Type Partition in Kind Partition by Allotment  Partition by Sale
Main advantage Everyone gets a smaller piece of property to call their own. One co-owner keeps the home, and the others get monetary compensation for their shares. Since it's easy to divide profits from a sale, this is often the simplest way to sever joint ownership.
Main disadvantage Difficult to do with most residential and commercial real estate properties. Not all states even offer this type of partitioning as an option. The property must be sold, even if one party had been hoping to maintain ownership.

What are the different types of partition actions?

As you can see in the chart, there are three distinct ways in which a property can be partitioned: partition in kind, partition by allotment, and partition by sale. Below is an overview of each one. Read them over so you can get a sense of which method might be best for your property.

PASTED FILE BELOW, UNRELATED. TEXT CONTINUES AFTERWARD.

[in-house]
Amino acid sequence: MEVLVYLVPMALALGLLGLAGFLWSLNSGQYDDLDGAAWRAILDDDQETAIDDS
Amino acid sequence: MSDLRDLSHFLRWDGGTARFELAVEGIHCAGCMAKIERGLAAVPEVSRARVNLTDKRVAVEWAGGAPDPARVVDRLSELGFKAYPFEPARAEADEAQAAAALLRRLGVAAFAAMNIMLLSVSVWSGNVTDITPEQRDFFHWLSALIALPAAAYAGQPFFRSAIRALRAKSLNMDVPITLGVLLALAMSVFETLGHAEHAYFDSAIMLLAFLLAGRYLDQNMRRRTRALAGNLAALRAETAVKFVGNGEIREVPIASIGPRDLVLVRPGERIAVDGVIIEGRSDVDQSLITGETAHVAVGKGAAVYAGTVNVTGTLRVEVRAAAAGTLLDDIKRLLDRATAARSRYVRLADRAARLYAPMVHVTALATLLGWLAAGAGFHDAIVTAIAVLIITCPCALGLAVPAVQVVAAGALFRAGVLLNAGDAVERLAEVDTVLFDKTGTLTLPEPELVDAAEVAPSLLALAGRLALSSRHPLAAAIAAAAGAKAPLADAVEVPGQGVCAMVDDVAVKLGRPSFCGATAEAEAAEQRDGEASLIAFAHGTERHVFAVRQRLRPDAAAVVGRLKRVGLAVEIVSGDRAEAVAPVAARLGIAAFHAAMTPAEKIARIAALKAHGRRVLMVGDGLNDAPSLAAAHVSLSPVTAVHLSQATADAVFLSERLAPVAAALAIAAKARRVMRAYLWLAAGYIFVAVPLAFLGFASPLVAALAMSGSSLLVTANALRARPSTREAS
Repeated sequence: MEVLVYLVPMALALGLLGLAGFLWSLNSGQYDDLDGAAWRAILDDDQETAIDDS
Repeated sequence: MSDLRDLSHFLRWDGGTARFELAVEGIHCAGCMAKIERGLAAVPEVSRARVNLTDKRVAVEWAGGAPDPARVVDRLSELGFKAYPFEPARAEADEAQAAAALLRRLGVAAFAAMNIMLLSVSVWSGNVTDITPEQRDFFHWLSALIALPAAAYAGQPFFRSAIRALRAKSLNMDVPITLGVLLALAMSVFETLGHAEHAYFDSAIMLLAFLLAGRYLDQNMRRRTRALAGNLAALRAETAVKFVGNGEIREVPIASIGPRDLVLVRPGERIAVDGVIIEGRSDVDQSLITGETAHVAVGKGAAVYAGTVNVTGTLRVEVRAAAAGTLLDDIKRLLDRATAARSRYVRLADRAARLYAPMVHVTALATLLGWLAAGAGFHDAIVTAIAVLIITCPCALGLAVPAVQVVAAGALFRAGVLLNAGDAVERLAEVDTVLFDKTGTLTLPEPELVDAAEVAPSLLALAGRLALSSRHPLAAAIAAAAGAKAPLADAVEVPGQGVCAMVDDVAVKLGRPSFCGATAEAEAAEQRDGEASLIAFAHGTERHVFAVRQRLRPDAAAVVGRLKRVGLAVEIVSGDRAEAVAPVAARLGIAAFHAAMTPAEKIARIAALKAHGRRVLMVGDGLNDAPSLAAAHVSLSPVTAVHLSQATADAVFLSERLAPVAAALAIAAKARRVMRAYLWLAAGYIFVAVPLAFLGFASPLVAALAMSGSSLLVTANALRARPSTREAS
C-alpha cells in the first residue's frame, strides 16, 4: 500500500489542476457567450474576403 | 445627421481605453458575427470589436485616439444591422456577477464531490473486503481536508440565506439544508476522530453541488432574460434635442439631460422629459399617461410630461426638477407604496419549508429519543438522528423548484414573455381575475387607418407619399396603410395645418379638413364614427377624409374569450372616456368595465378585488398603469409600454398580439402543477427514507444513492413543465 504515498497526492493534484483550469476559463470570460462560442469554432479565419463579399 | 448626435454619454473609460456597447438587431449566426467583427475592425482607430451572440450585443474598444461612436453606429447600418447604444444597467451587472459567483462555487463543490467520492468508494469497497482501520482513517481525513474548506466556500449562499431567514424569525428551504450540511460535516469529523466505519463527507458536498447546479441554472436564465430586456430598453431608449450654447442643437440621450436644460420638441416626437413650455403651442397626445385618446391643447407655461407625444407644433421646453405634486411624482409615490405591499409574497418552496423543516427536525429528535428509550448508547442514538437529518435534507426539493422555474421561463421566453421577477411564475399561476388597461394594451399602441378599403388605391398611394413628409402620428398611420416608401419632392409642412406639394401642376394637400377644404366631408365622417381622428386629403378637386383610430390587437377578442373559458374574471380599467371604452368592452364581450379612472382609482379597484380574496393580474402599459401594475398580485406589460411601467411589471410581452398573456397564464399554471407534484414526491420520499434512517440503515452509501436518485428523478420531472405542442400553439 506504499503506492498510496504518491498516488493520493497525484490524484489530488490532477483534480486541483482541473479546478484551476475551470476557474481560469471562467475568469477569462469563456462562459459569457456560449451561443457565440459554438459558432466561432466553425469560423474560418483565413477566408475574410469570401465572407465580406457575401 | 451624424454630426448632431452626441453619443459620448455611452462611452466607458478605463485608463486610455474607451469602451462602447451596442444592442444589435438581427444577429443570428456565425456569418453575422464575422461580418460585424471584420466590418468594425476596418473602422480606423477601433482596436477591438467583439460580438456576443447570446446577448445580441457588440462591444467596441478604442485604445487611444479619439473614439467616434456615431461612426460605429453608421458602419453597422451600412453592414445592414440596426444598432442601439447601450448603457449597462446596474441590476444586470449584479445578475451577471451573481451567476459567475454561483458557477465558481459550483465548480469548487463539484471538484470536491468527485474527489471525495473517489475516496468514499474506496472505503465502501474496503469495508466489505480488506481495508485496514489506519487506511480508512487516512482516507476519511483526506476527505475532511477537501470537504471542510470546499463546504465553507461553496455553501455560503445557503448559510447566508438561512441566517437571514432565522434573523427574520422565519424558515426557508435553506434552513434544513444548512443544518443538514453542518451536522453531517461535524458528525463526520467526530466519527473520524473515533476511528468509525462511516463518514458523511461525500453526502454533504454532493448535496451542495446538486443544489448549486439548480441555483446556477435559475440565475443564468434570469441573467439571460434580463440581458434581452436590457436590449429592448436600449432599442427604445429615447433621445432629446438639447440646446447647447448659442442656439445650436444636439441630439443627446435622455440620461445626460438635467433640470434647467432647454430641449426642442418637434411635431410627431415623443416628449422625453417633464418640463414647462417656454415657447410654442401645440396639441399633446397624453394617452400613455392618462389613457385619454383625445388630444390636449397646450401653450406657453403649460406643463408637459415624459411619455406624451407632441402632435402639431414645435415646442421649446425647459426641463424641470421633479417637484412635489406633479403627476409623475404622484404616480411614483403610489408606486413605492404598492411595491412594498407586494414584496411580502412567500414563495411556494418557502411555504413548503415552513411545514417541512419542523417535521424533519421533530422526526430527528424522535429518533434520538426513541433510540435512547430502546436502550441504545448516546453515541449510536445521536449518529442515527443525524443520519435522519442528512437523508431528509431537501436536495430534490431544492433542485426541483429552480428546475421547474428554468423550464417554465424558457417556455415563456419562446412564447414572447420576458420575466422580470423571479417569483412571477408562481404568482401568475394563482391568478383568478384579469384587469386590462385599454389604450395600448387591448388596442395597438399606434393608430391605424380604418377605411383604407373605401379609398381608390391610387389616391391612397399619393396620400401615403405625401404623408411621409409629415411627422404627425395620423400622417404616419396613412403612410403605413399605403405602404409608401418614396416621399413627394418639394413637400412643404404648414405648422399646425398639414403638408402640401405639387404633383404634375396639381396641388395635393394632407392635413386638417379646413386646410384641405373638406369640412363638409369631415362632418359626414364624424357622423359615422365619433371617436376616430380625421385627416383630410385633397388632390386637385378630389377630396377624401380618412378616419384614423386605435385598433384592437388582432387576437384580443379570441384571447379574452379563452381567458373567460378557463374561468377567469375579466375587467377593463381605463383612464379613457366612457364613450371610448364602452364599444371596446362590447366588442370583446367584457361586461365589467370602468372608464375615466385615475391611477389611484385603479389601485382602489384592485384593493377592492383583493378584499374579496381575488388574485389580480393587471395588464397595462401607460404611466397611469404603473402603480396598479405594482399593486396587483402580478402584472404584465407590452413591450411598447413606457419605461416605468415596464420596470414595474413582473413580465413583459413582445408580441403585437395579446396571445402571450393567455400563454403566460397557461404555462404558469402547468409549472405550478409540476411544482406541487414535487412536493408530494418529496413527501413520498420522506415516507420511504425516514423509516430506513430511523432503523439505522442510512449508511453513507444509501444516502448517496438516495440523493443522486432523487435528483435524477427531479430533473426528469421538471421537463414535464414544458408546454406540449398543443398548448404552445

Partition in kind

Also known as an "actual partition," a partition in kind is the type where the property is divided up into equitable shares. Each property owner will receive a share equal to their ownership interest in the property. Again, though, this type of partition typically only happens when there is enough land to give each co-owner a decent-sized plot.

Once this is done, a quiet title action will be brought to the court to give each owner the individual ownership rights to their plot of land. Each division will also have to be recorded with the county clerk, and the property taxes will have to be reassessed.

Partition by allotment

Partition by allotment is the rare form of partitioning where ownership is awarded to one person, who is then ordered to buy out the rest of the co-owners. It's not an option in every state.

Where it is allowed, it's usually used in estate cases. Typically in these situations, all of the siblings were awarded joint ownership of the family home by the estate. However, one sibling has remained a life tenant in the home while the others have moved out to places of their own. In this case, the sibling who is the life tenant is usually awarded ownership and told to buy out the rest of the family.